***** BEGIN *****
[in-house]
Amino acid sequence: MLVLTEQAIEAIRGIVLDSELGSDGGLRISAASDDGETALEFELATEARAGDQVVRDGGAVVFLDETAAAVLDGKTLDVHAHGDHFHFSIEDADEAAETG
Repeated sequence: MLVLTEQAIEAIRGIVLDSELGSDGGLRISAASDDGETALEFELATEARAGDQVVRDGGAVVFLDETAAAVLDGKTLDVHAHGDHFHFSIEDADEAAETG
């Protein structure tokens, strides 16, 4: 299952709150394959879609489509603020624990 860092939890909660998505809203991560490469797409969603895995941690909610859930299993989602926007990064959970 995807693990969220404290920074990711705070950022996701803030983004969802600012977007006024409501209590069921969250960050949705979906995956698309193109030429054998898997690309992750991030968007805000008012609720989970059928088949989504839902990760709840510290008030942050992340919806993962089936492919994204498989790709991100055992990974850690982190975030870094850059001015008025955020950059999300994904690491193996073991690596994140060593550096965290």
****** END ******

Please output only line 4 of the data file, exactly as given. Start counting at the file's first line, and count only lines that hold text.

């Protein structure tokens, strides 16, 4: 299952709150394959879609489509603020624990 860092939890909660998505809203991560490469797409969603895995941690909610859930299993989602926007990064959970 995807693990969220404290920074990711705070950022996701803030983004969802600012977007006024409501209590069921969250960050949705979906995956698309193109030429054998898997690309992750991030968007805000008012609720989970059928088949989504839902990760709840510290008030942050992340919806993962089936492919994204498989790709991100055992990974850690982190975030870094850059001015008025955020950059999300994904690491193996073991690596994140060593550096965290």